JEFFERSON CITY - More options in nursing home care - and specialized care for Alzheimer's patients - may be on the way. A bill sponsored by Rep. Tim Harlan, D-Columbia, changing the way Missouri regulates nursing homes has gotten initial approval in House.
The Alzheimer's Association says it's important to allow Alzheimer's patients to have unique facilities - because nursing home care is sometimes too restrictive for these patients.
But tension surrounds a provision that would allow limited expansion in homes that are near capacity. Presently, new nursing home beds cannot be added if another home nearby has excess capacity.
"It's important to consumers," Harlan said. "It allows for expansion in places where consumers want to live." Harlan's bill extends the moratorium - but he said some expansion will be allowed.
According to Shawn Bloom, executive director of the Missouri Association of Homes for the Aging, the moratorium serves to protect uncompetitive providers. Bloom's organization represents primarily nonprofit nursing homes.
But the Missouri Health Care Association - which primarily represents for-profit nursing homes - disagrees.
"We believe there has to be planning in health care - it's not like the delivery of other products," said Earle Carlson, MHCA Executive Director. "There are a lot of reasons - besides incompetence - that a facility wouldn't be 90 percent full," he added.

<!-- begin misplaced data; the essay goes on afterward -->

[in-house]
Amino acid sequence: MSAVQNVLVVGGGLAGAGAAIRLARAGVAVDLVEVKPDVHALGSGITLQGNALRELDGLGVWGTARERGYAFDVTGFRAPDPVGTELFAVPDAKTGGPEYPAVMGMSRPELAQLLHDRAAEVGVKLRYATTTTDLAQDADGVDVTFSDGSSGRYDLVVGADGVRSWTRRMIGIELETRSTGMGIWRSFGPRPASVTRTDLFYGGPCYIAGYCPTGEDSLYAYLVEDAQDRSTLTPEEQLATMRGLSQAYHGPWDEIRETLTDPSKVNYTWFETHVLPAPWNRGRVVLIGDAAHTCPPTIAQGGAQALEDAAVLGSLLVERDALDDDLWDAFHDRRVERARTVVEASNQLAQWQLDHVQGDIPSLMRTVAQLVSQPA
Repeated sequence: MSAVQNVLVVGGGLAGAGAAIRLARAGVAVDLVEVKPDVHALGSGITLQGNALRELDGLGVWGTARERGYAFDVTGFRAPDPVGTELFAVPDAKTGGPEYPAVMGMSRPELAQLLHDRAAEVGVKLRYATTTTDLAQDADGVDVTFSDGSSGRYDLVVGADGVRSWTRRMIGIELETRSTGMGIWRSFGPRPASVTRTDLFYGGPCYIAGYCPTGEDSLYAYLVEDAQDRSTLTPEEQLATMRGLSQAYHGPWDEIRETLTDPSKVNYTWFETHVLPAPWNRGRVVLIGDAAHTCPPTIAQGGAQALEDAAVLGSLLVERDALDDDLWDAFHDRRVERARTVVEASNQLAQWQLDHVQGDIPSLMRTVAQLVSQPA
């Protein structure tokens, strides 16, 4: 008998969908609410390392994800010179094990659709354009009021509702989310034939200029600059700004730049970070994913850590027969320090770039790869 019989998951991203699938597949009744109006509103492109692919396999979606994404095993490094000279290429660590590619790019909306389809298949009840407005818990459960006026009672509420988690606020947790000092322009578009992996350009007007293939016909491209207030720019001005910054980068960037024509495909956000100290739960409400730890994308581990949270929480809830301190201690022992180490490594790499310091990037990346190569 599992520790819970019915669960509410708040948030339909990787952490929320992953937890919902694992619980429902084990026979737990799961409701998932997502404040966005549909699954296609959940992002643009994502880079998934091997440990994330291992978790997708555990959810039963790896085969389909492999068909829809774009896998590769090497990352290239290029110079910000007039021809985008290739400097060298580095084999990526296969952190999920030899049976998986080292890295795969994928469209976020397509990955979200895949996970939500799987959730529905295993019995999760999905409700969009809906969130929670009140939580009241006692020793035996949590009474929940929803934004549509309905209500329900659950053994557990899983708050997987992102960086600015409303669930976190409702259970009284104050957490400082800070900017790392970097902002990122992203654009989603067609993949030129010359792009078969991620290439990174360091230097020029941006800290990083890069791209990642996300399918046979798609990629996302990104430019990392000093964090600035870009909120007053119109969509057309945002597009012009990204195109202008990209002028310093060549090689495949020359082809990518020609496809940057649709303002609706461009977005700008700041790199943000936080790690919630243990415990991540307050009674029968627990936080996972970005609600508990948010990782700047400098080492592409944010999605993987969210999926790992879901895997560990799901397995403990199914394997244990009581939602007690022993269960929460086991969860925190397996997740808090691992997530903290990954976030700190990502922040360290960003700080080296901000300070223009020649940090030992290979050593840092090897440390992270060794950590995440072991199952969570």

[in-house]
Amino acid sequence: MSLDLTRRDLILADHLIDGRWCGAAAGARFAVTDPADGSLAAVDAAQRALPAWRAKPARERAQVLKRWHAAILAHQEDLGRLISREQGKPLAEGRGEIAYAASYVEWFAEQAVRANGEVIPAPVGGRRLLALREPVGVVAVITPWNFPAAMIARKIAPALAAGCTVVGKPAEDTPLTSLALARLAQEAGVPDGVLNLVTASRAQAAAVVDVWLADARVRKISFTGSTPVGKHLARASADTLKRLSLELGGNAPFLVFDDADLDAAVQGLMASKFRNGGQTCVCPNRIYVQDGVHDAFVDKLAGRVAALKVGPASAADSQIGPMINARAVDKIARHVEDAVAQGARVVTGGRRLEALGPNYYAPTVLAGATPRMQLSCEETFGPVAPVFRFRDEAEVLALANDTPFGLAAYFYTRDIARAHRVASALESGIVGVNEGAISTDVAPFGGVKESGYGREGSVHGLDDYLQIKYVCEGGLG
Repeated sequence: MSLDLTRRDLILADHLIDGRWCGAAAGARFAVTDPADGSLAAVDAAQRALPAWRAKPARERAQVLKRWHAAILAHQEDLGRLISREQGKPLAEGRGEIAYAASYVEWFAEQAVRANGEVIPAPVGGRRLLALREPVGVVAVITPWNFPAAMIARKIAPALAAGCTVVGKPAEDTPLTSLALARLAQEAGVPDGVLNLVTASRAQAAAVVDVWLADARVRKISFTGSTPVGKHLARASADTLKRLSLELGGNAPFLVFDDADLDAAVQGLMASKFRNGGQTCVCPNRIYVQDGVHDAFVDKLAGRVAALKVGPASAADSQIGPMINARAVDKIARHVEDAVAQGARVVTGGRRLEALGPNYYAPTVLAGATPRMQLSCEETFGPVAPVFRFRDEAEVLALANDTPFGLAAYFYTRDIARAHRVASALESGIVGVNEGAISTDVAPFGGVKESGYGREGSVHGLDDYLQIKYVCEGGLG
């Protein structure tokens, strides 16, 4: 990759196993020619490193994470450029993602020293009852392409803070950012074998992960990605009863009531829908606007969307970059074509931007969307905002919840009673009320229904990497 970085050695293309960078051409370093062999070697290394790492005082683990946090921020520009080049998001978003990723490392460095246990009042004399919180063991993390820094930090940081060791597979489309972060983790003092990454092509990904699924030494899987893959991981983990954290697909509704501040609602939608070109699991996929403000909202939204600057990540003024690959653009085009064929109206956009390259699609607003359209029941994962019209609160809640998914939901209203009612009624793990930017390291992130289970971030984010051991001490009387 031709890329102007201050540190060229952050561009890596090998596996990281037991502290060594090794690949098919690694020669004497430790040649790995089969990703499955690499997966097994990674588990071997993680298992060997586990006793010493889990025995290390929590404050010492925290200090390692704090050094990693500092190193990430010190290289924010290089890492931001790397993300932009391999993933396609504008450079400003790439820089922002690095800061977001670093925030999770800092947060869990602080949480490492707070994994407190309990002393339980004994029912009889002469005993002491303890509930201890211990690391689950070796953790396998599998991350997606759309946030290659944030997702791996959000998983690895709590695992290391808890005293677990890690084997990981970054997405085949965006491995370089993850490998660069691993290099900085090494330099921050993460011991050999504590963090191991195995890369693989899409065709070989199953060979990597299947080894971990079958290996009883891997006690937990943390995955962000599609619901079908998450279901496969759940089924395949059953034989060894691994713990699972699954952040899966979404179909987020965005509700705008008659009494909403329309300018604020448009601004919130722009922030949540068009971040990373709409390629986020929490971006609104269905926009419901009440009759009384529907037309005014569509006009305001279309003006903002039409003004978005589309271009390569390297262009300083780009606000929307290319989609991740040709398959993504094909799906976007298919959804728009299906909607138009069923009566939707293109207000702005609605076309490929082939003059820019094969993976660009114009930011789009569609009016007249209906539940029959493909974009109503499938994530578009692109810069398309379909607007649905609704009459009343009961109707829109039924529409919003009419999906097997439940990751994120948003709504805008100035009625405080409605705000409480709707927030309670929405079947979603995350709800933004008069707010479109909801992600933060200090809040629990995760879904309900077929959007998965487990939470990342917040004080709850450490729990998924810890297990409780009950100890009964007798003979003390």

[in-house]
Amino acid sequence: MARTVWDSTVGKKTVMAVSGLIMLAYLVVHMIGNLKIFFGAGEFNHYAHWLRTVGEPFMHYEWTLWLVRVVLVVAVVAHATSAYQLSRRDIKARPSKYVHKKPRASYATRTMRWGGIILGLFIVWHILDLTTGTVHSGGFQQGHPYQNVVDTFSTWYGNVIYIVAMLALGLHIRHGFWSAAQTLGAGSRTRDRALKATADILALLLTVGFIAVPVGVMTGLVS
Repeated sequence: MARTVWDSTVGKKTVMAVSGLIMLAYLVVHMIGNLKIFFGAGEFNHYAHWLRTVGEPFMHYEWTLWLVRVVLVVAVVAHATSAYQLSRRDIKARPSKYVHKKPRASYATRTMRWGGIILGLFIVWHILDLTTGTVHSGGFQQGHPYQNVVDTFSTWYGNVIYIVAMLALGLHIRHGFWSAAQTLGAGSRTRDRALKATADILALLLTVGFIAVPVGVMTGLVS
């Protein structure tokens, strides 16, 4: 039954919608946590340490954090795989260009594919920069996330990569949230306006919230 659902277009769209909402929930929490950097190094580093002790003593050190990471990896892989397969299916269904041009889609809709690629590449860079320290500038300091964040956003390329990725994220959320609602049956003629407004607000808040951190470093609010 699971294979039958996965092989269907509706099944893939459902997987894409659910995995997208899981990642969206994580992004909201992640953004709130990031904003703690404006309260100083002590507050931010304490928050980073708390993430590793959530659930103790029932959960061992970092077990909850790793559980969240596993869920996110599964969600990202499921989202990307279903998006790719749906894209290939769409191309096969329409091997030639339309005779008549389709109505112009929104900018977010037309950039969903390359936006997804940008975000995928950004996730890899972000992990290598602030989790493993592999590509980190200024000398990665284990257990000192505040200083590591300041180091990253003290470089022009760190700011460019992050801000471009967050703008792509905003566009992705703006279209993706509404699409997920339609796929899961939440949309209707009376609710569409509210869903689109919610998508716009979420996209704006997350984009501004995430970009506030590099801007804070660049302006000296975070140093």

Harlan says he's tried to arrive at consensus - but that dissension within the industry made that difficult.
"The nursing home lobby is very powerful," Harlan said. "Most lawmakers have three or four nursing homes in their districts - and you hear from them - but you don't hear from consumers on this type of issue," he said.
Bloom said many older Missourians want continuous care and want to stay in the same place when they need more critical care. "We're trying to do everything we can to ensure adequate options for individuals," Bloom said. Bloom said some facilities needed to expand to make continuous care available.
The bill also modifies what's known as the "pathway to safety" requirement - proponents say this requirement currently forces people into skilled care when they really don't need it. They say "pathways to safety" - designed to prevent fire death - are unnecessary in homes with sprinkler systems.